Following on “Jacques Barzun critiques Darwinism (1941): ‘difficult not to fall down and adore the theory’”:
Now materialism in science produced such magnificent results in practical life that to the men of the late nineteenth century these results seemed tantamount to a proof of the system. Thousands of miles of railway track, millions of yards of cloth, unlimited steam power, iron and steel machinery, devices for instant communication, and the multiplication of innumerable conveniences for the benefit of mankind—all struck the imaginations of men so forcibly as to make any questioning of the materialist assumption look like superstitious folly. At the same time, the age-old passion for uniformity drove the scientists to explain by material cause the inner life of man which alone gave value to the things. Vitalism was thus driven out of biology and man came once more to be considered a machine—a physico-chemical compound—as he had been in the middle of the eighteenth century.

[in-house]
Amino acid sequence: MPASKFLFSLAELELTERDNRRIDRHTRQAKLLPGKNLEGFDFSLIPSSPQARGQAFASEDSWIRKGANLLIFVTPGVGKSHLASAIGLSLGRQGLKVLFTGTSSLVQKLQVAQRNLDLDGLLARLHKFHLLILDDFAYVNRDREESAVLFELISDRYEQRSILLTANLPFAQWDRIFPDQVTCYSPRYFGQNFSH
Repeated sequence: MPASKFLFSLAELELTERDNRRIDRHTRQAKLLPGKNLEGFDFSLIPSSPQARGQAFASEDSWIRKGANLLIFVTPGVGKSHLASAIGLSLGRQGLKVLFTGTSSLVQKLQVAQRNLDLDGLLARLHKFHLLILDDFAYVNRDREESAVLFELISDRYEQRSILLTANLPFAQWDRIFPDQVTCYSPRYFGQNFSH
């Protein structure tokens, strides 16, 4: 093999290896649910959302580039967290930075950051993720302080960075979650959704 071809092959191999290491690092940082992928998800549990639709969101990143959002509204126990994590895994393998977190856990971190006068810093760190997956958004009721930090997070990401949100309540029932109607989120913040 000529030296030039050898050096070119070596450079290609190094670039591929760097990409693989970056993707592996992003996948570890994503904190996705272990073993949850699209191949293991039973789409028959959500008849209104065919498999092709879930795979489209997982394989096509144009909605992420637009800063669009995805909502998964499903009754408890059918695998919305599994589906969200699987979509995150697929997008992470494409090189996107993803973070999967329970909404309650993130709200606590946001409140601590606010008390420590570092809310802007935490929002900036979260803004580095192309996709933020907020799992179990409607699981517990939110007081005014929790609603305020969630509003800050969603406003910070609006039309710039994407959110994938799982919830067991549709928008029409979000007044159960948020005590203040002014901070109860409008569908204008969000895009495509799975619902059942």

– Darwin, Marx, Wagner, Jacques Barzun, p. 9 – 10
Then the age of mechanism and reductionism faltered …
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